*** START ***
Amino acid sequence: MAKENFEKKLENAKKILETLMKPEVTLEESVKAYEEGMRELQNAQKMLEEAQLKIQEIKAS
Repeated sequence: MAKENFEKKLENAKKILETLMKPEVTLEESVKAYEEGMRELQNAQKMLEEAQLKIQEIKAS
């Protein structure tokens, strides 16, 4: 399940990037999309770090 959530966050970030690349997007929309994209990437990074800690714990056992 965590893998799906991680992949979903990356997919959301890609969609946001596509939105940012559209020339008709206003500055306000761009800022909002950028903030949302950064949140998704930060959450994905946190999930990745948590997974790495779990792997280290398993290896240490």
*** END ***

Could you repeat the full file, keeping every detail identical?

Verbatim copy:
Amino acid sequence: MAKENFEKKLENAKKILETLMKPEVTLEESVKAYEEGMRELQNAQKMLEEAQLKIQEIKAS
Repeated sequence: MAKENFEKKLENAKKILETLMKPEVTLEESVKAYEEGMRELQNAQKMLEEAQLKIQEIKAS
């Protein structure tokens, strides 16, 4: 399940990037999309770090 959530966050970030690349997007929309994209990437990074800690714990056992 965590893998799906991680992949979903990356997919959301890609969609946001596509939105940012559209020339008709206003500055306000761009800022909002950028903030949302950064949140998704930060959450994905946190999930990745948590997974790495779990792997280290398993290896240490």